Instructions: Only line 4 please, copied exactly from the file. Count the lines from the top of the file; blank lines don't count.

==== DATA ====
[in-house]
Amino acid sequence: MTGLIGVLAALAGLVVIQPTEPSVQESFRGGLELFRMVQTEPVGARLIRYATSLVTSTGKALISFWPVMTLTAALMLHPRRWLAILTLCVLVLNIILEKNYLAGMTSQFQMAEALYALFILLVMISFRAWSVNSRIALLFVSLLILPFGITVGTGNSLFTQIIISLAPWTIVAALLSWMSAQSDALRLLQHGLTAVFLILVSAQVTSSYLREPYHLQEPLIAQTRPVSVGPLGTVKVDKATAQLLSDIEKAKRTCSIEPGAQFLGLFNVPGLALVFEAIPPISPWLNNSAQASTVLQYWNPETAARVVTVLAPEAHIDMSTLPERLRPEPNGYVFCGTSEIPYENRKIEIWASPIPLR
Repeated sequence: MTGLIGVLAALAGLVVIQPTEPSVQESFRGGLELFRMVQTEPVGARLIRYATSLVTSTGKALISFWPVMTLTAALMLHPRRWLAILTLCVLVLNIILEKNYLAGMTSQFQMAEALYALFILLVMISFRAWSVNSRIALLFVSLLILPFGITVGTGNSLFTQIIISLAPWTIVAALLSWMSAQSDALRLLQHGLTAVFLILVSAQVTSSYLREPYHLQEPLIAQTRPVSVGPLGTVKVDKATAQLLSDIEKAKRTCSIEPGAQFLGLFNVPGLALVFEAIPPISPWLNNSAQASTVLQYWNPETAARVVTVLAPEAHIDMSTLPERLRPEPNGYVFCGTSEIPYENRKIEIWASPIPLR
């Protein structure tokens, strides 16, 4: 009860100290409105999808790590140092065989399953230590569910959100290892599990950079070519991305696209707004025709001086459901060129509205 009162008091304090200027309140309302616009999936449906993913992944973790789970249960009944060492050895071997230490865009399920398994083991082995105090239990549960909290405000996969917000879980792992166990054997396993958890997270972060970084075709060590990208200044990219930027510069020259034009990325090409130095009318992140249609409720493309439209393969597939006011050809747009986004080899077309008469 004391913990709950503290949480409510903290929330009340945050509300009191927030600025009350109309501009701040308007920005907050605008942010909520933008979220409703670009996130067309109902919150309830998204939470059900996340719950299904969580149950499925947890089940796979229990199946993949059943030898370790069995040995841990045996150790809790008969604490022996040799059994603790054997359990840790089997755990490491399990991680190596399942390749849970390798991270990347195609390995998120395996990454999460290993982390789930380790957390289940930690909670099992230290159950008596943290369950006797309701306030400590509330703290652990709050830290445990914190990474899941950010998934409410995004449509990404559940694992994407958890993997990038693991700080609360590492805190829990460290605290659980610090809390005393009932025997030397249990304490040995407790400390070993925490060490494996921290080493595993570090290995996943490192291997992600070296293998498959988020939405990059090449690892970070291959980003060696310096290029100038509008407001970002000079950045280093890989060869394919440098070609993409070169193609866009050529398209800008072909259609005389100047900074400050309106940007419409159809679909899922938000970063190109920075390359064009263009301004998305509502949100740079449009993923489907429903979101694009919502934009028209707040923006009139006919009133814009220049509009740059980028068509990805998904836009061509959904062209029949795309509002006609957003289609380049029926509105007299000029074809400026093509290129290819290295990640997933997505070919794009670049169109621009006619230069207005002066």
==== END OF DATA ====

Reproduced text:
């Protein structure tokens, strides 16, 4: 009860100290409105999808790590140092065989399953230590569910959100290892599990950079070519991305696209707004025709001086459901060129509205 009162008091304090200027309140309302616009999936449906993913992944973790789970249960009944060492050895071997230490865009399920398994083991082995105090239990549960909290405000996969917000879980792992166990054997396993958890997270972060970084075709060590990208200044990219930027510069020259034009990325090409130095009318992140249609409720493309439209393969597939006011050809747009986004080899077309008469 004391913990709950503290949480409510903290929330009340945050509300009191927030600025009350109309501009701040308007920005907050605008942010909520933008979220409703670009996130067309109902919150309830998204939470059900996340719950299904969580149950499925947890089940796979229990199946993949059943030898370790069995040995841990045996150790809790008969604490022996040799059994603790054997359990840790089997755990490491399990991680190596399942390749849970390798991270990347195609390995998120395996990454999460290993982390789930380790957390289940930690909670099992230290159950008596943290369950006797309701306030400590509330703290652990709050830290445990914190990474899941950010998934409410995004449509990404559940694992994407958890993997990038693991700080609360590492805190829990460290605290659980610090809390005393009932025997030397249990304490040995407790400390070993925490060490494996921290080493595993570090290995996943490192291997992600070296293998498959988020939405990059090449690892970070291959980003060696310096290029100038509008407001970002000079950045280093890989060869394919440098070609993409070169193609866009050529398209800008072909259609005389100047900074400050309106940007419409159809679909899922938000970063190109920075390359064009263009301004998305509502949100740079449009993923489907429903979101694009919502934009028209707040923006009139006919009133814009220049509009740059980028068509990805998904836009061509959904062209029949795309509002006609957003289609380049029926509105007299000029074809400026093509290129290819290295990640997933997505070919794009670049169109621009006619230069207005002066």